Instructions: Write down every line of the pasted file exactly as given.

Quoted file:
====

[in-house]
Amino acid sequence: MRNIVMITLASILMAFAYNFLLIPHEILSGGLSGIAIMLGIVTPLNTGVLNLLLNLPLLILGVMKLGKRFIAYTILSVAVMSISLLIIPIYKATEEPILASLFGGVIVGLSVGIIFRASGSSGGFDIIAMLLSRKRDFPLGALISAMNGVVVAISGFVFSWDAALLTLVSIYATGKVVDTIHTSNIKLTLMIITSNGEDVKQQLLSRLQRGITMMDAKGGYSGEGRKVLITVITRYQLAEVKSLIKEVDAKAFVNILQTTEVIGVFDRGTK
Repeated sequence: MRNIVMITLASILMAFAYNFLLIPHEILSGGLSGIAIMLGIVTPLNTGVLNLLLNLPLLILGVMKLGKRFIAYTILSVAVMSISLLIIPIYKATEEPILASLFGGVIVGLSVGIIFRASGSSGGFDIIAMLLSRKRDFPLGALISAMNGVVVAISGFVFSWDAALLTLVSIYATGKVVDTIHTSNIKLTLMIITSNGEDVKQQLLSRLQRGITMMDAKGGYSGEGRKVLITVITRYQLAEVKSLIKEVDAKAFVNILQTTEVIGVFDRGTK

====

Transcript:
[in-house]
Amino acid sequence: MRNIVMITLASILMAFAYNFLLIPHEILSGGLSGIAIMLGIVTPLNTGVLNLLLNLPLLILGVMKLGKRFIAYTILSVAVMSISLLIIPIYKATEEPILASLFGGVIVGLSVGIIFRASGSSGGFDIIAMLLSRKRDFPLGALISAMNGVVVAISGFVFSWDAALLTLVSIYATGKVVDTIHTSNIKLTLMIITSNGEDVKQQLLSRLQRGITMMDAKGGYSGEGRKVLITVITRYQLAEVKSLIKEVDAKAFVNILQTTEVIGVFDRGTK
Repeated sequence: MRNIVMITLASILMAFAYNFLLIPHEILSGGLSGIAIMLGIVTPLNTGVLNLLLNLPLLILGVMKLGKRFIAYTILSVAVMSISLLIIPIYKATEEPILASLFGGVIVGLSVGIIFRASGSSGGFDIIAMLLSRKRDFPLGALISAMNGVVVAISGFVFSWDAALLTLVSIYATGKVVDTIHTSNIKLTLMIITSNGEDVKQQLLSRLQRGITMMDAKGGYSGEGRKVLITVITRYQLAEVKSLIKEVDAKAFVNILQTTEVIGVFDRGTK